Here is an example my penchant for taking a very innocuous subject and producing a marathon of information.
The #dailyarsenal or daily arsenal of writing instruments was a hash tag on Twitter started by, I think, @DIYSara. It caught on quickly, as various folks will still post pictures of the pens, inks and papers that they are using that very day. Usually, on my blog, I try to post some relevant and useful information, if only to a very small audience. This one breaks that tradition. This post is completely useless except to reveal my odd relationship with writing instruments.
As an extension of some mild form of compulsive disorder, I have always had a fascination with writing instruments. When I was in school, I had The Lucky Pencil: This was the pencil that I took with me during tests. The Lucky Pencil evolved into a mechanical pencil, which went with me everywhere. I think it was a Parker mechanical pencil, steel top over a blue section. One does not lose The Lucky Pencil, because that would be very unlucky. Eventually after several years of use, The Lucky Pencil broke, or was lost, or whatever. Maybe it’s around here somewhere in the house. Maybe its stored in some aluminum air-tight special container.
The Lucky Pencil eventually evolved into The Lucky Pen. The original pen was a Retro 51 Tornado roller-ball. It was aluminum pen with a copper anodized finish. I must have gone through $3 or $4 weekly in roller-ball refills for this pen. I used to find gel-ink refills from cheap plastic pens, and modify them for use inside the Retro 51. That pen was with me for nearly 6 or 7 years, until I eventually lost it. It was so beat up after years of use, that I was more bothered by the idea of losing the pen than actually losing it. I tried to replace the pen, but it wasn’t the same.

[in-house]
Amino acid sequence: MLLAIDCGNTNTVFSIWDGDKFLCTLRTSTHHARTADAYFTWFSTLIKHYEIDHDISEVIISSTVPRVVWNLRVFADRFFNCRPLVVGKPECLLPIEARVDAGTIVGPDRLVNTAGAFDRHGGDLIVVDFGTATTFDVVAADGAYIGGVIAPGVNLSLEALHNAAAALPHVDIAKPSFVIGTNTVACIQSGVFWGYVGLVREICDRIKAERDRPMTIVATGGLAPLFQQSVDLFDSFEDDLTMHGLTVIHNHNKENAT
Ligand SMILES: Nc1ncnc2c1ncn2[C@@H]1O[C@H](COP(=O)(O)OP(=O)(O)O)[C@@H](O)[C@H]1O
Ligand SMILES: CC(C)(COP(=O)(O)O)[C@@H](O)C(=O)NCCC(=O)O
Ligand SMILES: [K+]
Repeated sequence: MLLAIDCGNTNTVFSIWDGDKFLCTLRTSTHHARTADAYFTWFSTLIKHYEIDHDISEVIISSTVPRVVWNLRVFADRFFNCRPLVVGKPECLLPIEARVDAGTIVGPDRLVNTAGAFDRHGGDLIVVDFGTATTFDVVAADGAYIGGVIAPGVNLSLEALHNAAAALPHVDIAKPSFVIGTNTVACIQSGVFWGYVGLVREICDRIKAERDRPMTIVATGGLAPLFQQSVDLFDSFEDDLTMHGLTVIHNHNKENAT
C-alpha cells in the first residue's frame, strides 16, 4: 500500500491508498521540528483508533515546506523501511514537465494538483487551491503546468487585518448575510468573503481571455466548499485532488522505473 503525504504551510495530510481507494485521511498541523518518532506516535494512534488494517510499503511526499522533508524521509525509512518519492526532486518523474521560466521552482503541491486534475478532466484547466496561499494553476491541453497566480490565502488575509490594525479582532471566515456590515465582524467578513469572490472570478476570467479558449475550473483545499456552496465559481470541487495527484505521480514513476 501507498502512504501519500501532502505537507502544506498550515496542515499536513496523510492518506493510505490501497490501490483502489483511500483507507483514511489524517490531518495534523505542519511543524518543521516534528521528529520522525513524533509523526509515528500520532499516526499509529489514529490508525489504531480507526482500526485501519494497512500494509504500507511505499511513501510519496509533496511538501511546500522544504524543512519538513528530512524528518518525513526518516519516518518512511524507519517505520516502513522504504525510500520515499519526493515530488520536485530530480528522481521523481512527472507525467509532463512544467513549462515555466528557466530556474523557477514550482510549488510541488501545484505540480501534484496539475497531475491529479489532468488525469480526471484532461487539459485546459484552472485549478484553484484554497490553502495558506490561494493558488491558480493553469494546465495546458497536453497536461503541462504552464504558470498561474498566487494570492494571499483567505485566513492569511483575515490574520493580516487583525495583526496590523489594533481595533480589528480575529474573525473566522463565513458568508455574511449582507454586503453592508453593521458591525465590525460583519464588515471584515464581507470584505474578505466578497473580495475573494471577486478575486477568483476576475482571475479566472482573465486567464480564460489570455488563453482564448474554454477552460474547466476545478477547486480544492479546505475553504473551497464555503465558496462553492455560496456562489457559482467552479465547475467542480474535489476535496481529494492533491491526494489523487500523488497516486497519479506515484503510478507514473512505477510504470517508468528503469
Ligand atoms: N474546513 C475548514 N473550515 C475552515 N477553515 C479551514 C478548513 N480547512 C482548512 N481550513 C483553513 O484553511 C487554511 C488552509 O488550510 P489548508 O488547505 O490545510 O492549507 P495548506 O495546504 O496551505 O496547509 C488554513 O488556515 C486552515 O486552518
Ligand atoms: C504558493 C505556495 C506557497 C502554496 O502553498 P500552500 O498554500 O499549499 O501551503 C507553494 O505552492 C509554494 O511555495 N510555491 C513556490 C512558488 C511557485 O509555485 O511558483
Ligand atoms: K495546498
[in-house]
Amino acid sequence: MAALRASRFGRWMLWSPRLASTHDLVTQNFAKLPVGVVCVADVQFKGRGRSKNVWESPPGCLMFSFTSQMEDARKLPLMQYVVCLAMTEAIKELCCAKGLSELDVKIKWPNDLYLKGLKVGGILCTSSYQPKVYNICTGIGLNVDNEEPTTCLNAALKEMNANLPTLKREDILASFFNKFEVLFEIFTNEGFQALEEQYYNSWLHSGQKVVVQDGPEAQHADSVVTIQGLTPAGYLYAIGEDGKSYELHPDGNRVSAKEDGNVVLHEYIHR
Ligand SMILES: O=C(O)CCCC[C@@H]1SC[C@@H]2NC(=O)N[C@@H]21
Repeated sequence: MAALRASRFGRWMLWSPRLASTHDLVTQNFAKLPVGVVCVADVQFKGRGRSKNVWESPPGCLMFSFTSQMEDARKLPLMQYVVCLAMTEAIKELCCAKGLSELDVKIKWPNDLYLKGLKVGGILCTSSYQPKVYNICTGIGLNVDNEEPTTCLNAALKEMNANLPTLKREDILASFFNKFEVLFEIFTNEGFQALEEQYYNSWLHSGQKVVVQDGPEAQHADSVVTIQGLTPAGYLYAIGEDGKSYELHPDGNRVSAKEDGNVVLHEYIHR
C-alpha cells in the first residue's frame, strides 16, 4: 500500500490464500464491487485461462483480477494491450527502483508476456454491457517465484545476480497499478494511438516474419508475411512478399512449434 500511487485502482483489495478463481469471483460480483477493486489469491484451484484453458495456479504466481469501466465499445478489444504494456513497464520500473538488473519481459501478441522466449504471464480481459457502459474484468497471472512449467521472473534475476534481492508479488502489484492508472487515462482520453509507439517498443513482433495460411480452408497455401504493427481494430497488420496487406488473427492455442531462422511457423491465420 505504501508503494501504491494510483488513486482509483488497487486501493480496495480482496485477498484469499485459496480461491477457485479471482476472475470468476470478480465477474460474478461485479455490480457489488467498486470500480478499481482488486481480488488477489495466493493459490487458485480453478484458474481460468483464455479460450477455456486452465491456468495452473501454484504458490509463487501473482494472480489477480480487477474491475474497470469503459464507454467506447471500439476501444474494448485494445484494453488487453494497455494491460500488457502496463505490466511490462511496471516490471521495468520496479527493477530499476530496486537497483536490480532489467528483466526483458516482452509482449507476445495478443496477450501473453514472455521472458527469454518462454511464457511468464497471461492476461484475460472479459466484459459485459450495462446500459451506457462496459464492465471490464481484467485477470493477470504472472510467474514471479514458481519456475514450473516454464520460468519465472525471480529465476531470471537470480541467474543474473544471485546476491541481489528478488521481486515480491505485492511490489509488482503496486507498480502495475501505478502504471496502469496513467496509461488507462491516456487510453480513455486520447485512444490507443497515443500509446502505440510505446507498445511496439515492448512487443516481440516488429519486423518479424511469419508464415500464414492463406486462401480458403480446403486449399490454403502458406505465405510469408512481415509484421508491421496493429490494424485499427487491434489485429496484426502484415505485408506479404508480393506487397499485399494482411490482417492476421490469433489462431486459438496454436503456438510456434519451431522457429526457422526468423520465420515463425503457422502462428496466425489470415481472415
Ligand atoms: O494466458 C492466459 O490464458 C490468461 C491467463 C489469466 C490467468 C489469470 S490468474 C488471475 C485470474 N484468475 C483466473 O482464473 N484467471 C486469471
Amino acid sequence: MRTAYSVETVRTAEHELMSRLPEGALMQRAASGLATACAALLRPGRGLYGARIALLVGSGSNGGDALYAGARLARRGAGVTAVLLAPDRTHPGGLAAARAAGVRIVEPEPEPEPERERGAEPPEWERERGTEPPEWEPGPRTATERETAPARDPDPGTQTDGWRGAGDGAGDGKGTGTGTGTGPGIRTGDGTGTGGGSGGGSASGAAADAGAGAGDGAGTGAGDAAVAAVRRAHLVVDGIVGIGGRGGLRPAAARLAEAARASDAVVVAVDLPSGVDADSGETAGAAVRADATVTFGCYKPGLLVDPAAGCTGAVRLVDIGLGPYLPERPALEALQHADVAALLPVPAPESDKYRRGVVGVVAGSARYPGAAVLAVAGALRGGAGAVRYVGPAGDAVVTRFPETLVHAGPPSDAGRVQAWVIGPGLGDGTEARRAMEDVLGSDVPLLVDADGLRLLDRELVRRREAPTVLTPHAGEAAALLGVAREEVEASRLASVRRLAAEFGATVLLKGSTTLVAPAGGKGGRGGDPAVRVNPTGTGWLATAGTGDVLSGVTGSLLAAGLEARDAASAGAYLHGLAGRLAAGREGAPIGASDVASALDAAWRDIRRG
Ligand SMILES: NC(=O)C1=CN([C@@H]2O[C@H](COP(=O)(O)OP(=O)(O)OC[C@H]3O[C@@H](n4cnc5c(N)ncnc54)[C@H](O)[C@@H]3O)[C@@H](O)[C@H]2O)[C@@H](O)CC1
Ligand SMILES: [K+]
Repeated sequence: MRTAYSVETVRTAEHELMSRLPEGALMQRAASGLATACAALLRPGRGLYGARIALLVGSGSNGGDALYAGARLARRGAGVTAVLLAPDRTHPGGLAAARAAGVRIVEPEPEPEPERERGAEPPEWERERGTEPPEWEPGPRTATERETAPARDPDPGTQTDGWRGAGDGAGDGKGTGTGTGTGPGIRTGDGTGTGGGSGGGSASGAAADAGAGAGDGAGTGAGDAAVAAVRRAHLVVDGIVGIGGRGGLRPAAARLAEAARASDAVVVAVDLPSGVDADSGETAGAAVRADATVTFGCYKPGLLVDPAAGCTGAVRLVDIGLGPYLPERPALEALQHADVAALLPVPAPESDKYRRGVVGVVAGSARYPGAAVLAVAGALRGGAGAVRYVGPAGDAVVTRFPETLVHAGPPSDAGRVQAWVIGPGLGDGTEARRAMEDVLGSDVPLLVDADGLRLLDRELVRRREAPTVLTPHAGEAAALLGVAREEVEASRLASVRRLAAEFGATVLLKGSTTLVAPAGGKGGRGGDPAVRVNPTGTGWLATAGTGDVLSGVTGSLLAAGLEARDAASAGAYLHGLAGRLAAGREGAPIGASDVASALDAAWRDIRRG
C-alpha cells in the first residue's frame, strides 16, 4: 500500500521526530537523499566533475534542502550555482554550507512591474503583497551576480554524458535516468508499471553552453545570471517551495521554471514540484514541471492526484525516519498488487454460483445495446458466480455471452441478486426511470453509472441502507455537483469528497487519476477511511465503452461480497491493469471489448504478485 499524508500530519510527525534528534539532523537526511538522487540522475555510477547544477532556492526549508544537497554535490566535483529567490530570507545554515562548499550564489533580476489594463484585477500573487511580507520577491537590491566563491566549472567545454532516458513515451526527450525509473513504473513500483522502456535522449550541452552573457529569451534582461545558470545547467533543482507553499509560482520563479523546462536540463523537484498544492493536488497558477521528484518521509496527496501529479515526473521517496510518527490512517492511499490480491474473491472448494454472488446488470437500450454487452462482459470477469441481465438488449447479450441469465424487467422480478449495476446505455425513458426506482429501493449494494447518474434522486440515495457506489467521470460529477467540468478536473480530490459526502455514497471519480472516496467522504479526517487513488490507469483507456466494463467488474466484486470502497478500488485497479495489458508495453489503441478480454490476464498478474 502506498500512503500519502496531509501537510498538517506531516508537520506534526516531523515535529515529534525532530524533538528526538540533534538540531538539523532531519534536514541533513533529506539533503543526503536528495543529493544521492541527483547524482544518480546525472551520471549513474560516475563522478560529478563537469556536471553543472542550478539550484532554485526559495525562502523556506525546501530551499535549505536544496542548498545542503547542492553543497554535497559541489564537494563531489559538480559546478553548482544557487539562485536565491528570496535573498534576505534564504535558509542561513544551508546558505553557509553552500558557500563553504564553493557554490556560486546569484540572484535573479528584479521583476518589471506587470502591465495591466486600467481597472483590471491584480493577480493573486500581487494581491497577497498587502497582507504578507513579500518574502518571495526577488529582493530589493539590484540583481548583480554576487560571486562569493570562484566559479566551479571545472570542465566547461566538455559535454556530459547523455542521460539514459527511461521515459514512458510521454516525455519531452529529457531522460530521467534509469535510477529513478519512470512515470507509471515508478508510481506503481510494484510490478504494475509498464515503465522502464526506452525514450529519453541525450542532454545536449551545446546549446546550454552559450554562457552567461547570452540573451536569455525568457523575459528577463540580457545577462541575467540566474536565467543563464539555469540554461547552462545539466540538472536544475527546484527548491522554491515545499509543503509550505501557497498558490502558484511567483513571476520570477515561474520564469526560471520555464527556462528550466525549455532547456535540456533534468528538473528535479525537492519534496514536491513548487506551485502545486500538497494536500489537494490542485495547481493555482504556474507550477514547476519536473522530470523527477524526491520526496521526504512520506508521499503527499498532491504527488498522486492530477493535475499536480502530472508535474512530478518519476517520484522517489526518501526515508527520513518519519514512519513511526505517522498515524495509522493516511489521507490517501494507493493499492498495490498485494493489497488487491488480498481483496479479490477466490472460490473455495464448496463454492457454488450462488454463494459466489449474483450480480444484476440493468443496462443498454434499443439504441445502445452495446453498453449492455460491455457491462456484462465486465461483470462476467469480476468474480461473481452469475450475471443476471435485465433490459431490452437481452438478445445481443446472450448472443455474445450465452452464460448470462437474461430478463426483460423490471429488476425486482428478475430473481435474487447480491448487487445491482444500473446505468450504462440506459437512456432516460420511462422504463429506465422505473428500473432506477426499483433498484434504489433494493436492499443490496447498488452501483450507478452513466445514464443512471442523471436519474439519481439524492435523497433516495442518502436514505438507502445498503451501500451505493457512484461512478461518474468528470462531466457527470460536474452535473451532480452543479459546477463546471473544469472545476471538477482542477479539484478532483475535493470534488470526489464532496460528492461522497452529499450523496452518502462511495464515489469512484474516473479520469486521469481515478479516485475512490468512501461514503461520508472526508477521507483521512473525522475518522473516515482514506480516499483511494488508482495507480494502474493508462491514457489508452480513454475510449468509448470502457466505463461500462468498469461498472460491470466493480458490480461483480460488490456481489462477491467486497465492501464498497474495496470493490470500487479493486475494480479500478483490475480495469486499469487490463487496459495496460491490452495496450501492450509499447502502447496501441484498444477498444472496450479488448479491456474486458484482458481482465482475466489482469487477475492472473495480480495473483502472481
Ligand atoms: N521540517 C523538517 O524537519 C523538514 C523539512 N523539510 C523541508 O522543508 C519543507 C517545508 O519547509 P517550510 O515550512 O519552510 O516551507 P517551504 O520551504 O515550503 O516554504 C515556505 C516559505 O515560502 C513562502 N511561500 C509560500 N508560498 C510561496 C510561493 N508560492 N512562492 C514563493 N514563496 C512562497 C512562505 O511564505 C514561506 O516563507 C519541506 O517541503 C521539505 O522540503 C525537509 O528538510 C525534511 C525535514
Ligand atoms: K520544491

I purchased a fountain pen because I grew tired of buying gel-ink refills. I thought, if I can purchase just one fountain pen and one bottle of ink, I would be set for life. My first ‘real’ pen was a Pelikan M215, probably the best purchase I ever made. However, I rarely use it any more. I have bought and sold more pens over the last 4 years than I could ever imagine.
Why do I write with a fountain pen? I enjoy the application of a nice even line of ink with barely touching the nib to the paper. It’s not as easy as it sounds. Once you apply the point to the paper, it’s best to not lift it off. I forced myself to retrain my hand. It took several weeks to figure it out, but now I don’t want to ever go back. I can’t stand writing with ballpoint pens, unless I’m writing on thermal paper. But I’ll save that for another blog post.
So, after handling hundreds of pens, I have honed down my choices to one or two pens out of perhaps ten that I carry as part of my regular starting rotation of writing instruments. Some of my favorite writers are Parker 61s, Parker 51s, Parker 21s, a flattop Sheaffer, the TWSBI pen, the Eversharp Skyline, Waterman Emblem (100-Year) and a Moore 94-A. Once I have locked pen and ink into regular rotation, I rarely let it go.